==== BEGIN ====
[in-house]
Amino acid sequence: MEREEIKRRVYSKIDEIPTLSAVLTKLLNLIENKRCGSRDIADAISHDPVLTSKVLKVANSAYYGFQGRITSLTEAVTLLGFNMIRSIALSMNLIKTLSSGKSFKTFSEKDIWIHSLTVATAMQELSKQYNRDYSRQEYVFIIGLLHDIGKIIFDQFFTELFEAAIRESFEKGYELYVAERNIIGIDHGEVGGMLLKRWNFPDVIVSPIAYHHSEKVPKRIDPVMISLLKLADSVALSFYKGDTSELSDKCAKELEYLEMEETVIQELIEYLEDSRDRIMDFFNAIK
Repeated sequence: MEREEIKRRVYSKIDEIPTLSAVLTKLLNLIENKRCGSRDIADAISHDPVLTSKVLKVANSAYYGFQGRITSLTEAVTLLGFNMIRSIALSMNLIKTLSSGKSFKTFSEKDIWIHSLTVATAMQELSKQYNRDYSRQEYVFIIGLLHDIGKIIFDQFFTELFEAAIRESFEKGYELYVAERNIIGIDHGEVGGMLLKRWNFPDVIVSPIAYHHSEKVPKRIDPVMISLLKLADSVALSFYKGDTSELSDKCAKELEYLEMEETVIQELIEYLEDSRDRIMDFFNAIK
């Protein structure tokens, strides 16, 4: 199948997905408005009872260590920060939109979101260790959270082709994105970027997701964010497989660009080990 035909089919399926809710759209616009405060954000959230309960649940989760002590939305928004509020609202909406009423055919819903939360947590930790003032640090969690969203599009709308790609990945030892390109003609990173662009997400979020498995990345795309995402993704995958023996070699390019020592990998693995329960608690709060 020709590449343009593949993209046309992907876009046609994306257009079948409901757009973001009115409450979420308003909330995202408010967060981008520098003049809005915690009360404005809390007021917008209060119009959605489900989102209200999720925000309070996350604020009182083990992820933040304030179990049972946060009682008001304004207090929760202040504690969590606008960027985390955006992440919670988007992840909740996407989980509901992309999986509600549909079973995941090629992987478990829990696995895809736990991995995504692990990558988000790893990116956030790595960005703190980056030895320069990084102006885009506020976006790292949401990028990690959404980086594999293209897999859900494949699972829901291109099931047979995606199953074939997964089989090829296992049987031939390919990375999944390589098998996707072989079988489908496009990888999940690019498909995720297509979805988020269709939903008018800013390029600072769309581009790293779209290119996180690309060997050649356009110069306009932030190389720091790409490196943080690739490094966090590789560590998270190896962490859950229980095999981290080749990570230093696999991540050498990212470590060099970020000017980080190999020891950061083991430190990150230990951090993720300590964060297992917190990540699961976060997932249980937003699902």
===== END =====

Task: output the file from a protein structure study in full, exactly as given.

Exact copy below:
[in-house]
Amino acid sequence: MEREEIKRRVYSKIDEIPTLSAVLTKLLNLIENKRCGSRDIADAISHDPVLTSKVLKVANSAYYGFQGRITSLTEAVTLLGFNMIRSIALSMNLIKTLSSGKSFKTFSEKDIWIHSLTVATAMQELSKQYNRDYSRQEYVFIIGLLHDIGKIIFDQFFTELFEAAIRESFEKGYELYVAERNIIGIDHGEVGGMLLKRWNFPDVIVSPIAYHHSEKVPKRIDPVMISLLKLADSVALSFYKGDTSELSDKCAKELEYLEMEETVIQELIEYLEDSRDRIMDFFNAIK
Repeated sequence: MEREEIKRRVYSKIDEIPTLSAVLTKLLNLIENKRCGSRDIADAISHDPVLTSKVLKVANSAYYGFQGRITSLTEAVTLLGFNMIRSIALSMNLIKTLSSGKSFKTFSEKDIWIHSLTVATAMQELSKQYNRDYSRQEYVFIIGLLHDIGKIIFDQFFTELFEAAIRESFEKGYELYVAERNIIGIDHGEVGGMLLKRWNFPDVIVSPIAYHHSEKVPKRIDPVMISLLKLADSVALSFYKGDTSELSDKCAKELEYLEMEETVIQELIEYLEDSRDRIMDFFNAIK
């Protein structure tokens, strides 16, 4: 199948997905408005009872260590920060939109979101260790959270082709994105970027997701964010497989660009080990 035909089919399926809710759209616009405060954000959230309960649940989760002590939305928004509020609202909406009423055919819903939360947590930790003032640090969690969203599009709308790609990945030892390109003609990173662009997400979020498995990345795309995402993704995958023996070699390019020592990998693995329960608690709060 020709590449343009593949993209046309992907876009046609994306257009079948409901757009973001009115409450979420308003909330995202408010967060981008520098003049809005915690009360404005809390007021917008209060119009959605489900989102209200999720925000309070996350604020009182083990992820933040304030179990049972946060009682008001304004207090929760202040504690969590606008960027985390955006992440919670988007992840909740996407989980509901992309999986509600549909079973995941090629992987478990829990696995895809736990991995995504692990990558988000790893990116956030790595960005703190980056030895320069990084102006885009506020976006790292949401990028990690959404980086594999293209897999859900494949699972829901291109099931047979995606199953074939997964089989090829296992049987031939390919990375999944390589098998996707072989079988489908496009990888999940690019498909995720297509979805988020269709939903008018800013390029600072769309581009790293779209290119996180690309060997050649356009110069306009932030190389720091790409490196943080690739490094966090590789560590998270190896962490859950229980095999981290080749990570230093696999991540050498990212470590060099970020000017980080190999020891950061083991430190990150230990951090993720300590964060297992917190990540699961976060997932249980937003699902």